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by Sir Walter Scott

Ivanhoe Chapter 7 Summary

  • The epigraph for Chapter 7 comes from John Dryden's poem "Palamon and Arcite." This poem is based on Geoffrey Chaucer's "Knight's Tale," one of the Canterbury Tales. In these particular lines, we get a description of knights coming together for a tournament.
  • Here we get a fairly heavy historical background chapter.
  • England is not in good shape in the late 12th century.
  • King Richard I (also known as Richard the Lionhearted or Richard Coeur-de-Lion) is being held for ransom by Leopold V, Duke of Austria.
  • In his absence, Richard's younger brother Prince John has allied with Philip II, King of France.
  • Prince John is trying to keep Richard I out of England for as long as he can.
  • He wants to build up his support in the kingdom so that he can eventually steal the throne from his brother.
  • Prince John doesn't bother to keep the peace or hold proper trials.
  • England is full of people recently returned from the Crusades, who have become used to violence and theft. This lawlessness is a real problem.
  • But even though things aren't going well in England, the rich and poor alike all enjoy the spectacle of a tournament.
  • Bois-Guilbert gets the best tent at the tournament, in honor of his reputation as a great knight.
  • Next to him are Reginald Front-de-Boeuf and Philip de Malvoisin, as well as a bunch of other Norman knights.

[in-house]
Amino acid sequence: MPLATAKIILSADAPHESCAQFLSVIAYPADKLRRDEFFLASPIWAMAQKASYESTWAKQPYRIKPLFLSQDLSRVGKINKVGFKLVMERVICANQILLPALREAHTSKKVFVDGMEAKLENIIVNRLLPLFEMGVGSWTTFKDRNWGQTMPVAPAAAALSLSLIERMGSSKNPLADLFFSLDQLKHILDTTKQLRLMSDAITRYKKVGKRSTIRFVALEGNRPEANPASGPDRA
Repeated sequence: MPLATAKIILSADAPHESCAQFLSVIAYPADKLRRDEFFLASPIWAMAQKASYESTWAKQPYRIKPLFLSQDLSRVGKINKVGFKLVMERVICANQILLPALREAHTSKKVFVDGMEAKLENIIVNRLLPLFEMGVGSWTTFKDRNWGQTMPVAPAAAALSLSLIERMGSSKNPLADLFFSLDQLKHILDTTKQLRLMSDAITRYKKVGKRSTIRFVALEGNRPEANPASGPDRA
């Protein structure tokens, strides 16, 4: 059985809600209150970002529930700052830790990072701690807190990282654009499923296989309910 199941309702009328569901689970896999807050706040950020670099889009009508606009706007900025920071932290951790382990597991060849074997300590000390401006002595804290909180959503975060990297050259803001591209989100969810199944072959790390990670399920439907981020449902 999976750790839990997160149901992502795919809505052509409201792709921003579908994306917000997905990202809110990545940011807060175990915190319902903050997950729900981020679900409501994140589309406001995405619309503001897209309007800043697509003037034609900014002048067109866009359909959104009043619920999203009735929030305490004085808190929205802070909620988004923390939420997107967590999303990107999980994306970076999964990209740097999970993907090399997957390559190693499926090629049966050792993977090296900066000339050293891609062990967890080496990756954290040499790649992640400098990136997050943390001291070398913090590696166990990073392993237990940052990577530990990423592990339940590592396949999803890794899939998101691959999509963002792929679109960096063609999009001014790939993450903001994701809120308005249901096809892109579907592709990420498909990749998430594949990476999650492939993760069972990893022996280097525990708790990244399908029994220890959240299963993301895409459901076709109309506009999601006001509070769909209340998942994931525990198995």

• Outside this central space are crowds of people gathered to watch the tournament.
  • There is a special platform with a throne for La Royne de las Beaulté et des Amours, the Queen of Beauty and Love. (Sounds to us kind of like a homecoming queen or beauty pageant winner.)
  • Isaac is in the crowd, as is Prior Aymer.
  • The Knights Templar and Hospitallers are both arranged around Prince John.
  • Because Richard's crusade was unsuccessful in winning back Jerusalem from Saladin, the Muslim leader, these knights have abandoned him in favor of his younger brother.
  • Prince John is also at the tournament, looking cheerful.
  • A yeoman (which is a free man, as opposed to a peasant or a serf) insults Prince John by referring to William II, an unlucky Norman king who died from an arrow to the chest.
  • This guy may not seem significant now, but keep an eye out – he returns later.
  • Prince John spots a lovely woman, richly dressed: it's Isaac's daughter, Rebecca.
  • He sees that she is Jewish and that her father is one of the Jews with whom he is currently negotiating for money.
  • Prince John approaches Isaac to compliment Rebecca's beauty.
  • John insists that the Saxons sitting in the gallery make way for Isaac and Rebecca.
  • The Saxons, especially Cedric, seem put out to have to share space with two Jews.
  • It looks like things are going to come to violence between the Saxons and the Normans.
  • Wamba intervenes by jumping in front of Isaac and showing him a piece of boar meat he had been saving for the tournament.
  • Seeing this pork product (which is unclean according to Jewish law), Isaac jumps back and falls down the stairs.
  • The Saxons and the Normans both laugh cruelly at him, which lowers the Saxon/Norman tension. (They've become temporarily united in their bullying and shared sense of superiority.)
  • Prince John demands a handful of coins from Isaac, then just steals his whole purse.
  • Prince John leaves Isaac behind to be mocked by everyone around him.

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